It’s very simple: if you want to file a scenery bug, it goes to the bug report form if it is actually a problem with X-Plane or the implementation of X-Plane’s core libraries. If the functionality actually needs to go into WED it goes into the public scenery tools code base, but if it’s a problem with the existing airport data, it goes into the X-Plane Airport Gateway bug database. Plugins have their own bug database. Simple, right?
Given the above, I can’t really be annoyed when authors, developers and users file their bugs in the wrong place. We have five bug databases running now, some public, some private, using three different bug database packages on at least three different servers, implemented in three different back-end languages.
The good news is: Tyler is creating the one bug database to end all bug databases.
Now, if you fly X-Plane and you don’t develop add-ons and you don’t create airports at the airport gateway, I won’t fault you if you don’t care at all. The rest of this post is going to be an (even more) boring discussion of bug databases. Go look at pictures on airliners.net; I won’t fault you for not finishing this post.
For the three of you still here: basically we are creating one unified bug database. The bug database is mostly private (to meet our internal development needs) with a front-end with variable access for authors to contribute. Bugs on some products will remain totally public (e.g. scenery tools), some bugs will private, and there may even be bugs where you can only see what you filed, a la Apple’s “Radar” bug filing system.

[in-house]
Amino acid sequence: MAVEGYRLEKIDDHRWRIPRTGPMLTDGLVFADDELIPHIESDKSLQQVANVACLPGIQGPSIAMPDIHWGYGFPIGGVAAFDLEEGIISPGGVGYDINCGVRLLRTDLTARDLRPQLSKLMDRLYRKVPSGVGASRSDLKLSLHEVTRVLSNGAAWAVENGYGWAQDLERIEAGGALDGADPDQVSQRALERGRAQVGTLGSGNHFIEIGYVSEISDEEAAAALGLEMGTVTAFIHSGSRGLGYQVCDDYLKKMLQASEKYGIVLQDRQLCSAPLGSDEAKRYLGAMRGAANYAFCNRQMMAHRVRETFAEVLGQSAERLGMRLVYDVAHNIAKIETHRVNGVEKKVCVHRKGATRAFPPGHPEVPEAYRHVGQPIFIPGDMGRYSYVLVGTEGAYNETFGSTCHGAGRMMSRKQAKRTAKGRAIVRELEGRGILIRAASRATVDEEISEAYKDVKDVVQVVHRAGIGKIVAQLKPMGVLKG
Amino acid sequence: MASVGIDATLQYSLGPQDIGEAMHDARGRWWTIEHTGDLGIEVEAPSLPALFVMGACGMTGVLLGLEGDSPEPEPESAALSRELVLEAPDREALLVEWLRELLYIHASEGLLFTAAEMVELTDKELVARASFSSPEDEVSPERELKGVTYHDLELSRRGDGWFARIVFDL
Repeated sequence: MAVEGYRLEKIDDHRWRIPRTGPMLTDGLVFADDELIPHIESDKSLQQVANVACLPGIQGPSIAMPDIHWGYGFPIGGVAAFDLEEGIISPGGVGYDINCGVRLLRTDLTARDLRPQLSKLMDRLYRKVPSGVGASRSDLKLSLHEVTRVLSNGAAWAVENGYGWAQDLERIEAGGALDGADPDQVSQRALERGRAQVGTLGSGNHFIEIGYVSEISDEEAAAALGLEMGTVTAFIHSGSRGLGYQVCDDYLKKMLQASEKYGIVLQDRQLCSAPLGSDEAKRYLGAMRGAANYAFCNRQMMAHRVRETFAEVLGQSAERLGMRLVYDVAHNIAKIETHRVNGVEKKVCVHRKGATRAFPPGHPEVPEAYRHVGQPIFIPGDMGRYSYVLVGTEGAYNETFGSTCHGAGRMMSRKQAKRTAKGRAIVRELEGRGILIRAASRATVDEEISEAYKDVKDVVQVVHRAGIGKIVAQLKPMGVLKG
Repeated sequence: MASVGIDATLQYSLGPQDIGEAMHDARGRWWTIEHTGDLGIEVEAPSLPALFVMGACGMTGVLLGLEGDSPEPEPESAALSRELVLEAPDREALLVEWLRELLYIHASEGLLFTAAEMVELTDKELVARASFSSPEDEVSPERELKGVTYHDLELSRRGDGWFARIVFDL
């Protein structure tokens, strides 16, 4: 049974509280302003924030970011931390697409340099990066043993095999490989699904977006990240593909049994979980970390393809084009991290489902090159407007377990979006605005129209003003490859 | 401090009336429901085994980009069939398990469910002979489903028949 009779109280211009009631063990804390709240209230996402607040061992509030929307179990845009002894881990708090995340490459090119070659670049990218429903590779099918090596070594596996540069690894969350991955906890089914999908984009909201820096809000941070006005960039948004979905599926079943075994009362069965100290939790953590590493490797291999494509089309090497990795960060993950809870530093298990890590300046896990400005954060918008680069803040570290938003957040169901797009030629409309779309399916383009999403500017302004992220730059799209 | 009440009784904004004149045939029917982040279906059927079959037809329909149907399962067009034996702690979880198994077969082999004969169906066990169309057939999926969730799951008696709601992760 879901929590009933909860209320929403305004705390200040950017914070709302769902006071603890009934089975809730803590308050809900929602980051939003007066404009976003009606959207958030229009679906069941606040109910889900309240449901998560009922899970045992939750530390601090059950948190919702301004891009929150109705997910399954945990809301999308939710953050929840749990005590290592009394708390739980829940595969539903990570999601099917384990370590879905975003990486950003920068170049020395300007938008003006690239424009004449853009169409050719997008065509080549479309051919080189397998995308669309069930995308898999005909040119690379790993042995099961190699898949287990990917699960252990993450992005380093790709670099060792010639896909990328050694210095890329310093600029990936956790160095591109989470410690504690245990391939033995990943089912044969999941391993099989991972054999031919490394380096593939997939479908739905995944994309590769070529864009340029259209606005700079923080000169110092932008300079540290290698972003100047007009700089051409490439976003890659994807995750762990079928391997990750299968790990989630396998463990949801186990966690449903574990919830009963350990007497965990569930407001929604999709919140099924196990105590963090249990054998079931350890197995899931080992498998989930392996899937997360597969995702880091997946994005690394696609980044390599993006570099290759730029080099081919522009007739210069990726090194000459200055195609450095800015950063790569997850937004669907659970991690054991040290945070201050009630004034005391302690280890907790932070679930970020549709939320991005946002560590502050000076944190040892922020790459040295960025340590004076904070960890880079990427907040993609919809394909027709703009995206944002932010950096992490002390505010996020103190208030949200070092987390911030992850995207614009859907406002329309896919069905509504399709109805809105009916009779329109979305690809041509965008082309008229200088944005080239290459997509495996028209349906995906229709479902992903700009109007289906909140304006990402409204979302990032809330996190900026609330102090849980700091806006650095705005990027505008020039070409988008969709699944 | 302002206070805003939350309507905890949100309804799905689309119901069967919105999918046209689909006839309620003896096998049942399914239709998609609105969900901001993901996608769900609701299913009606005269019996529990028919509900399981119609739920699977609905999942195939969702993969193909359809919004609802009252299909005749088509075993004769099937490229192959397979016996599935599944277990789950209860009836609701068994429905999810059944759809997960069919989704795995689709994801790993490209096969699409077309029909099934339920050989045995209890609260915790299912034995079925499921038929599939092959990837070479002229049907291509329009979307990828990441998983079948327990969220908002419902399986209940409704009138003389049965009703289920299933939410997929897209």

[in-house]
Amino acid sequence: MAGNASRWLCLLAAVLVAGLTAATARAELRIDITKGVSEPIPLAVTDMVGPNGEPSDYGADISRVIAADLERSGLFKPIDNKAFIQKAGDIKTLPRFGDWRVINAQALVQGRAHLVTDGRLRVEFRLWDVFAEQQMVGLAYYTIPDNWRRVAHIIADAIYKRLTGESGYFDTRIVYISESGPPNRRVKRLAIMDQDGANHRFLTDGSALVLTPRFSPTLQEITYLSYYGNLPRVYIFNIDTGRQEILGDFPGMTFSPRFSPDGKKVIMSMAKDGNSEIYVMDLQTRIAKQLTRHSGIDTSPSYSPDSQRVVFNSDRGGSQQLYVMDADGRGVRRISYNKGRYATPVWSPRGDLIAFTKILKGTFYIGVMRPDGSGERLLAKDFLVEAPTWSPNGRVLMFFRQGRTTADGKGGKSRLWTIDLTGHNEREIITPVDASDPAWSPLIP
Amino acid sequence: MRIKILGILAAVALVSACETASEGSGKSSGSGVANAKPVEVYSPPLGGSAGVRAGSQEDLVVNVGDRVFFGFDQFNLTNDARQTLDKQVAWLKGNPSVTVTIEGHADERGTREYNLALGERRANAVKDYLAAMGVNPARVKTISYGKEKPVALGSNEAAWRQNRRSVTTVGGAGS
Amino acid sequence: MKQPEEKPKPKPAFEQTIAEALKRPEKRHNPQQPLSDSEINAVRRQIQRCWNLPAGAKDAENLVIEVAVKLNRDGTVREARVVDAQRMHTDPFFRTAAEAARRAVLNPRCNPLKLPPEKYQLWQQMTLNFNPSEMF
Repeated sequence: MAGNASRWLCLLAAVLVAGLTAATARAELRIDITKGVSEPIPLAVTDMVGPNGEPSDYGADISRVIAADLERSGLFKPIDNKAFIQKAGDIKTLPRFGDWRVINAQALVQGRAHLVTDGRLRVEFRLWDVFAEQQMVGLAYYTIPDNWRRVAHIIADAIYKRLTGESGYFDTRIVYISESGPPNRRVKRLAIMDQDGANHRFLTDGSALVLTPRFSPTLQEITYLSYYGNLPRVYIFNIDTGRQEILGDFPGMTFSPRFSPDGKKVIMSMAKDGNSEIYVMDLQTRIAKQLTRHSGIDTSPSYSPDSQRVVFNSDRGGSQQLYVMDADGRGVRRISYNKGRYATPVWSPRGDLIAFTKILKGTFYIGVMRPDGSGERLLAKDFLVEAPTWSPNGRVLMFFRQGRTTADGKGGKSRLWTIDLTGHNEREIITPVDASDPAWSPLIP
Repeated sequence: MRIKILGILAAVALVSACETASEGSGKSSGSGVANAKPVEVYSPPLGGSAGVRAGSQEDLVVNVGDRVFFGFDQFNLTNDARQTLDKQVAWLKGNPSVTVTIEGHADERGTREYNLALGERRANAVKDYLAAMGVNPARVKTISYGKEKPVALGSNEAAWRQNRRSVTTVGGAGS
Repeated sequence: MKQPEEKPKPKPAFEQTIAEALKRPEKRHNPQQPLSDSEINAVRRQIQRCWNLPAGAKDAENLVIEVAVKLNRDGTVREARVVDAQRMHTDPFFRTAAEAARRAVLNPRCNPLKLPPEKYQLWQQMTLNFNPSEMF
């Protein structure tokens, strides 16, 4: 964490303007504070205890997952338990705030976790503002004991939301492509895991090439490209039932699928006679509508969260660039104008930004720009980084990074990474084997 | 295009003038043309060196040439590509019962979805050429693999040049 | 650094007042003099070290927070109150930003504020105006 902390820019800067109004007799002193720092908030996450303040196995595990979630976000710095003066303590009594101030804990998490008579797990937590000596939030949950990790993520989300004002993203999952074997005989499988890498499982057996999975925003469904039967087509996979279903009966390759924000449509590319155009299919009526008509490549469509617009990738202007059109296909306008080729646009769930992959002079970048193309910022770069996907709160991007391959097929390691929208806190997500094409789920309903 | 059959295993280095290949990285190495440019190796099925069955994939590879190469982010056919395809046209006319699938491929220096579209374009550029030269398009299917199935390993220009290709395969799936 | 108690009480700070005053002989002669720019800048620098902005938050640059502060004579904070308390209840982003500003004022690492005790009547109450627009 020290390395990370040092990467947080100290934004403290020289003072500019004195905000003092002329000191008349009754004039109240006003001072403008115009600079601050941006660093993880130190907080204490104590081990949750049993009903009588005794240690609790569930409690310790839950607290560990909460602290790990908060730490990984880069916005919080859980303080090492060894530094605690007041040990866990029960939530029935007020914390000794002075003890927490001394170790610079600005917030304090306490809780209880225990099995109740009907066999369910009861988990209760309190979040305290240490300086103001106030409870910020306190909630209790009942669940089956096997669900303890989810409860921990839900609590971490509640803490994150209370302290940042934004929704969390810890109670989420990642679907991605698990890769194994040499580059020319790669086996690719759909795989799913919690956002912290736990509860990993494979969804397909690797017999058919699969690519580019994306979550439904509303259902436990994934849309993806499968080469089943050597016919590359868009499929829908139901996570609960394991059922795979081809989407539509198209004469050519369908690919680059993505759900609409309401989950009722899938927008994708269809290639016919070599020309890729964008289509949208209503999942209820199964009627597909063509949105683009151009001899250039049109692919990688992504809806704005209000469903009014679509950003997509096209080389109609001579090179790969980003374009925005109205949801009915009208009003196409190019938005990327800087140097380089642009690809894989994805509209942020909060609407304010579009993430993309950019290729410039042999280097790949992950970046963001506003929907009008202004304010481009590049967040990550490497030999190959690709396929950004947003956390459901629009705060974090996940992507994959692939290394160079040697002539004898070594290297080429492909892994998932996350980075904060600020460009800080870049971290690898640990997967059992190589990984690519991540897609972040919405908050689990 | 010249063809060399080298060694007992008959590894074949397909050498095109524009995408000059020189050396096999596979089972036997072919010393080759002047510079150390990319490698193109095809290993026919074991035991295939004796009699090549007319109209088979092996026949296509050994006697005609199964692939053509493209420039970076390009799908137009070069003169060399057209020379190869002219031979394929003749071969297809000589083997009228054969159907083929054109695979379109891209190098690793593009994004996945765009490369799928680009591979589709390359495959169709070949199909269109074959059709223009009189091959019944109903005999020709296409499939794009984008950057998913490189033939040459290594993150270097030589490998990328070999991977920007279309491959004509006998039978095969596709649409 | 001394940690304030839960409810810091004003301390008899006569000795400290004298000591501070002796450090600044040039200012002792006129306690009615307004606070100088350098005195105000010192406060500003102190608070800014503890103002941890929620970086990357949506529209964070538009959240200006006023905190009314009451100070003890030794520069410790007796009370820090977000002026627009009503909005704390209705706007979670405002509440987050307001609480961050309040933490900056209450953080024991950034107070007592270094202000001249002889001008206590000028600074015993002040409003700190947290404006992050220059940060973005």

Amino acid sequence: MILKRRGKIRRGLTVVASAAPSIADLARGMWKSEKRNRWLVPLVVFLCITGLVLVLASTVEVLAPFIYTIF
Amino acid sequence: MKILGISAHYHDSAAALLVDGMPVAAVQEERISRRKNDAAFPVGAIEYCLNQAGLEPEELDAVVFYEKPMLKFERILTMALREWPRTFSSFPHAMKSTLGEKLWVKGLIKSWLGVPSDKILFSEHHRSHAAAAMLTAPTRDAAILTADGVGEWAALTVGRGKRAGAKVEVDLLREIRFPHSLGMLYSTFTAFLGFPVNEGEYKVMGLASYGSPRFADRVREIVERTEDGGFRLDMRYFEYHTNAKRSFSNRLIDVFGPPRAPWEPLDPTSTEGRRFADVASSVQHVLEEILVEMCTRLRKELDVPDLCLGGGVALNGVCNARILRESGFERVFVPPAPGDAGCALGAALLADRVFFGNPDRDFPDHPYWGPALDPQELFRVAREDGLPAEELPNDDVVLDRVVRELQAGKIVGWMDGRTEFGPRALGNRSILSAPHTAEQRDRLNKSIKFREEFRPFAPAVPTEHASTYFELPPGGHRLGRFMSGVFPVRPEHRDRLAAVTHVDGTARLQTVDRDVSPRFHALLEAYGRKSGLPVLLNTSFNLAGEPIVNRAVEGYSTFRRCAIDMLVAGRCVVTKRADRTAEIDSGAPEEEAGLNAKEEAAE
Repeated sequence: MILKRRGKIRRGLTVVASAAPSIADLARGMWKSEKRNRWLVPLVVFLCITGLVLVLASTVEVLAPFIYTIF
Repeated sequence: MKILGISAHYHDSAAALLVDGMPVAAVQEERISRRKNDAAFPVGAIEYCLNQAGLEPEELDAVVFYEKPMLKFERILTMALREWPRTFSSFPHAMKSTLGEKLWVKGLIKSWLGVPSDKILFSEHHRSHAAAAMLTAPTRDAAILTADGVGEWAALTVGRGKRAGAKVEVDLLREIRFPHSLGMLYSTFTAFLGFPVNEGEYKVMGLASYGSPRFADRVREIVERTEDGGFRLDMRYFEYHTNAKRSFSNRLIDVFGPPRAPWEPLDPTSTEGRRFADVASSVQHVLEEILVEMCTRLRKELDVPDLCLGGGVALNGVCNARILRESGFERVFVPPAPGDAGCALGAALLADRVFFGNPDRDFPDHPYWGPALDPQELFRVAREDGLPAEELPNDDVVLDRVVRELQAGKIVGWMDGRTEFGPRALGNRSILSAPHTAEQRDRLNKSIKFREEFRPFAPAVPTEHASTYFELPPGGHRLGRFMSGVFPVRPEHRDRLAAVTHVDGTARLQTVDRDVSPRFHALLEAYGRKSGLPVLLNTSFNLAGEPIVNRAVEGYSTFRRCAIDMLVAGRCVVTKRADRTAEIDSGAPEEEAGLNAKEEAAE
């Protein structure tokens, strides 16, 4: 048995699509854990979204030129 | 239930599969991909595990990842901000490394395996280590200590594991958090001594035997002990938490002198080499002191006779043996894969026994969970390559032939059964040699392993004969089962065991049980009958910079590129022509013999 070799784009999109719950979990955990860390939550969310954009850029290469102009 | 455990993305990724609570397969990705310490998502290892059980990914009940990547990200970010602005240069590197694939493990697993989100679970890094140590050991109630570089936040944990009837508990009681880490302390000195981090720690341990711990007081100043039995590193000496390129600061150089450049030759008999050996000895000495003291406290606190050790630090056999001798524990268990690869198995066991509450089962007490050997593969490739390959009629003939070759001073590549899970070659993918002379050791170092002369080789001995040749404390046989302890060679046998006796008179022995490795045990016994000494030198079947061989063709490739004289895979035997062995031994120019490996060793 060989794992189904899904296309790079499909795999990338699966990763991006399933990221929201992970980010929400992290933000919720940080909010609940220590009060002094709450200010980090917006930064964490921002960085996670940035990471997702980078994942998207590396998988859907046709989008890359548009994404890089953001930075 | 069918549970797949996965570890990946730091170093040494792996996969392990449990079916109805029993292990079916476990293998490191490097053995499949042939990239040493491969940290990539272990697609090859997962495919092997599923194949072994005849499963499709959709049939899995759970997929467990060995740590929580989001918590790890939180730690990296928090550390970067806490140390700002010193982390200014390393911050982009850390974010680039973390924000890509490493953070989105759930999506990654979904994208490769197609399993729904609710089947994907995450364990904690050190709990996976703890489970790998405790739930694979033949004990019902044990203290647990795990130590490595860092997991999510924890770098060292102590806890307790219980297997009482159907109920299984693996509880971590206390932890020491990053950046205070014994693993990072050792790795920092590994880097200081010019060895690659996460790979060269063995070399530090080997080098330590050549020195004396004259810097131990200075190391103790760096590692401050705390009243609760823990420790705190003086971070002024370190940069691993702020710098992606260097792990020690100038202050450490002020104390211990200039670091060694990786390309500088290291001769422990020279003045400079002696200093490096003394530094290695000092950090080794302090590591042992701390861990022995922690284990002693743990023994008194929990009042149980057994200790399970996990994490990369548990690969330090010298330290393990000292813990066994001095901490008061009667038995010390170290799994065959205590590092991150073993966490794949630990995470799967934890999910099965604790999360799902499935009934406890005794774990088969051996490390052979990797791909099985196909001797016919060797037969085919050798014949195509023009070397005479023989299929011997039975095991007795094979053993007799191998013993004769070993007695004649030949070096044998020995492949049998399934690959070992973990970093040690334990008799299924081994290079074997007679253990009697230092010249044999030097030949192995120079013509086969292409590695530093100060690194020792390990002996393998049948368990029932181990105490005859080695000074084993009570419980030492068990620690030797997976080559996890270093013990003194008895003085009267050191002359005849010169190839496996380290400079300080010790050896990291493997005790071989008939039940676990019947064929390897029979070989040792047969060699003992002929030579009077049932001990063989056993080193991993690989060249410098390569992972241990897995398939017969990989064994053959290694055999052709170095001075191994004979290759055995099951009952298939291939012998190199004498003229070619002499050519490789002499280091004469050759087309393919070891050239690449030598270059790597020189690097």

Gateway Airport Bugs
This all started when Tyler built a bug report system around the X-Plane airport gateway; it lets you use your airport gateway identity to report bugs on gateway airports. Thus a front-end to a real bug database was born. The front-end lets you have a single user log-in for both uploading airports and reporting bugs.
Scenery Tools Bugs
Tyler has now begun the next step: merging the scenery tools bug database into the new bug database. Thus the scenery tools bug database is temporarily closed to new submissions. All existing bugs will be transferred, but if you don’t have a gateway login you’ll need one to file future bugs.
The scenery tools bugs will remain fully public; the code repository is open source, so the bug base should be as well.
A small number of users have direct access to the scenery tools code repository, e.g. they contributed enough that we gave them their own set of keys. Those users will get direct bug base access as well; however, I think in the long term the front end will include all of the functionality that almost all users will need.
I’m hoping that the migration will be complete within a week or two, and be ready for WorldEditor 1.4 public beta.
The X-plane plugin system has its own bug base; if the scenery tools bug database merge goes well, we’ll merge plugins next. The plugin bug base is a public bug base, like scenery tools, and will probably remain that way.
I don’t know what we are going to do with X-Plane bugs. The current bug report form does not go directly into our bug base, and I continue to say that that is a good thing: way too high of a percentage of the “bug reports” we get on X-Plane itself look like this:
Help! I just bought X-Plane 10 and it does not work; when I fly I do not see anything! Please help!
Steps to reproduce: Fly the sim!
If you have experience in software quality assurance, you can understand why I don’t want “bugs” like that piling up directly in the bug database; most of the bug reports have to get forwarded to customer support.